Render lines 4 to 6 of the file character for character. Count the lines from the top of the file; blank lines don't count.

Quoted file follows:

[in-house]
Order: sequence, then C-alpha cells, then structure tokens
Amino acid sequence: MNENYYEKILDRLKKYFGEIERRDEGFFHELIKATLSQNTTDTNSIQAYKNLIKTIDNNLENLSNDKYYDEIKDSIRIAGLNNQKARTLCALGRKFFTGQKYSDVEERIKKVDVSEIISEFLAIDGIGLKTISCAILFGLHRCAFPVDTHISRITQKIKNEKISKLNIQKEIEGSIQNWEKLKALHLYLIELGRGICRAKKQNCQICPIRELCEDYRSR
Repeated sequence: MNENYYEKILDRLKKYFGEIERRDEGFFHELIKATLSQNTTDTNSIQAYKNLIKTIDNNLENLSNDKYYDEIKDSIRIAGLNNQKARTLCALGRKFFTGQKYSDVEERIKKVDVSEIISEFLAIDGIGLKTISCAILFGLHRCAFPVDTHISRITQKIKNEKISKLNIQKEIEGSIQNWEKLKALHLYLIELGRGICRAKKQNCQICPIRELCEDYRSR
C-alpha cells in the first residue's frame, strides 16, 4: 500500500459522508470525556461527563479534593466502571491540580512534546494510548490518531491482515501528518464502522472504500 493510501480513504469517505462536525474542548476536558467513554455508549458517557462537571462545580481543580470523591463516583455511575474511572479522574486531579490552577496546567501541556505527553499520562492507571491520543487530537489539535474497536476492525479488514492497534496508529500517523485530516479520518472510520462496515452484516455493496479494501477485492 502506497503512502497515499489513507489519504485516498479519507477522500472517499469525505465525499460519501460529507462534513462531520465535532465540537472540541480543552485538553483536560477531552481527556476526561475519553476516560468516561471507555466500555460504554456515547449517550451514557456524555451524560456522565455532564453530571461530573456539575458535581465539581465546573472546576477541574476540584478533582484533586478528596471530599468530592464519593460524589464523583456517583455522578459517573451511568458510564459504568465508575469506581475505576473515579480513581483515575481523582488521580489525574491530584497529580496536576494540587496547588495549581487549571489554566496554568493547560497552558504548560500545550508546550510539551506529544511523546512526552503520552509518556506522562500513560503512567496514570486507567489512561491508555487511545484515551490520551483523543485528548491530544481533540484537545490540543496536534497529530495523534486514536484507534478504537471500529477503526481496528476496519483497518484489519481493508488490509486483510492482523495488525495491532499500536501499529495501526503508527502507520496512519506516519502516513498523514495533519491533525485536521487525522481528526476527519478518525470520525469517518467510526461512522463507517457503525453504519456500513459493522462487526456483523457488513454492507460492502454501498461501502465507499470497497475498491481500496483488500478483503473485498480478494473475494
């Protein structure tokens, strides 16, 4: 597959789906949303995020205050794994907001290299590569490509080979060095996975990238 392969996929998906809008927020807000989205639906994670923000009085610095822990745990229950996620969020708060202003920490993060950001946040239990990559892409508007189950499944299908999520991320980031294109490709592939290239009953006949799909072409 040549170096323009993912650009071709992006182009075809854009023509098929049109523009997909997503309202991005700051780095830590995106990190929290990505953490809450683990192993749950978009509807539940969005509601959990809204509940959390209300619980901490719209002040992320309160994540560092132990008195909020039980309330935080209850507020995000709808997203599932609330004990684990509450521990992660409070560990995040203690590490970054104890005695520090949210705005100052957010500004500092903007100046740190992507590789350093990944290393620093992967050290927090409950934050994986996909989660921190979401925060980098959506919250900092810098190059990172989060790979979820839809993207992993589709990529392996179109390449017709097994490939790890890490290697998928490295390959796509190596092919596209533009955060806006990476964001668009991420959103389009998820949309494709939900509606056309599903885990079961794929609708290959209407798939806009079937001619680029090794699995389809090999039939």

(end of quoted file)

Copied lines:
Repeated sequence: MNENYYEKILDRLKKYFGEIERRDEGFFHELIKATLSQNTTDTNSIQAYKNLIKTIDNNLENLSNDKYYDEIKDSIRIAGLNNQKARTLCALGRKFFTGQKYSDVEERIKKVDVSEIISEFLAIDGIGLKTISCAILFGLHRCAFPVDTHISRITQKIKNEKISKLNIQKEIEGSIQNWEKLKALHLYLIELGRGICRAKKQNCQICPIRELCEDYRSR
C-alpha cells in the first residue's frame, strides 16, 4: 500500500459522508470525556461527563479534593466502571491540580512534546494510548490518531491482515501528518464502522472504500 493510501480513504469517505462536525474542548476536558467513554455508549458517557462537571462545580481543580470523591463516583455511575474511572479522574486531579490552577496546567501541556505527553499520562492507571491520543487530537489539535474497536476492525479488514492497534496508529500517523485530516479520518472510520462496515452484516455493496479494501477485492 502506497503512502497515499489513507489519504485516498479519507477522500472517499469525505465525499460519501460529507462534513462531520465535532465540537472540541480543552485538553483536560477531552481527556476526561475519553476516560468516561471507555466500555460504554456515547449517550451514557456524555451524560456522565455532564453530571461530573456539575458535581465539581465546573472546576477541574476540584478533582484533586478528596471530599468530592464519593460524589464523583456517583455522578459517573451511568458510564459504568465508575469506581475505576473515579480513581483515575481523582488521580489525574491530584497529580496536576494540587496547588495549581487549571489554566496554568493547560497552558504548560500545550508546550510539551506529544511523546512526552503520552509518556506522562500513560503512567496514570486507567489512561491508555487511545484515551490520551483523543485528548491530544481533540484537545490540543496536534497529530495523534486514536484507534478504537471500529477503526481496528476496519483497518484489519481493508488490509486483510492482523495488525495491532499500536501499529495501526503508527502507520496512519506516519502516513498523514495533519491533525485536521487525522481528526476527519478518525470520525469517518467510526461512522463507517457503525453504519456500513459493522462487526456483523457488513454492507460492502454501498461501502465507499470497497475498491481500496483488500478483503473485498480478494473475494
């Protein structure tokens, strides 16, 4: 597959789906949303995020205050794994907001290299590569490509080979060095996975990238 392969996929998906809008927020807000989205639906994670923000009085610095822990745990229950996620969020708060202003920490993060950001946040239990990559892409508007189950499944299908999520991320980031294109490709592939290239009953006949799909072409 040549170096323009993912650009071709992006182009075809854009023509098929049109523009997909997503309202991005700051780095830590995106990190929290990505953490809450683990192993749950978009509807539940969005509601959990809204509940959390209300619980901490719209002040992320309160994540560092132990008195909020039980309330935080209850507020995000709808997203599932609330004990684990509450521990992660409070560990995040203690590490970054104890005695520090949210705005100052957010500004500092903007100046740190992507590789350093990944290393620093992967050290927090409950934050994986996909989660921190979401925060980098959506919250900092810098190059990172989060790979979820839809993207992993589709990529392996179109390449017709097994490939790890890490290697998928490295390959796509190596092919596209533009955060806006990476964001668009991420959103389009998820949309494709939900509606056309599903885990079961794929609708290959209407798939806009079937001619680029090794699995389809090999039939």